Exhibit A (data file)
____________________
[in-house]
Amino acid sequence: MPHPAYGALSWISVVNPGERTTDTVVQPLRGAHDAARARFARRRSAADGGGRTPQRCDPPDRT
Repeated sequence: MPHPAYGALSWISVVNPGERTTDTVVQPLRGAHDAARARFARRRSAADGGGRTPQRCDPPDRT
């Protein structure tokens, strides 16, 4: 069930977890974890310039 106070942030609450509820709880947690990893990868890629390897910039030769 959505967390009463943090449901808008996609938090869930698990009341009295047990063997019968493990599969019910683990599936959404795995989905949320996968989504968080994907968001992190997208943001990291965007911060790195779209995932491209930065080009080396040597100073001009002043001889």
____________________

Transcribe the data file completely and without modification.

[in-house]
Amino acid sequence: MPHPAYGALSWISVVNPGERTTDTVVQPLRGAHDAARARFARRRSAADGGGRTPQRCDPPDRT
Repeated sequence: MPHPAYGALSWISVVNPGERTTDTVVQPLRGAHDAARARFARRRSAADGGGRTPQRCDPPDRT
């Protein structure tokens, strides 16, 4: 069930977890974890310039 106070942030609450509820709880947690990893990868890629390897910039030769 959505967390009463943090449901808008996609938090869930698990009341009295047990063997019968493990599969019910683990599936959404795995989905949320996968989504968080994907968001992190997208943001990291965007911060790195779209995932491209930065080009080396040597100073001009002043001889």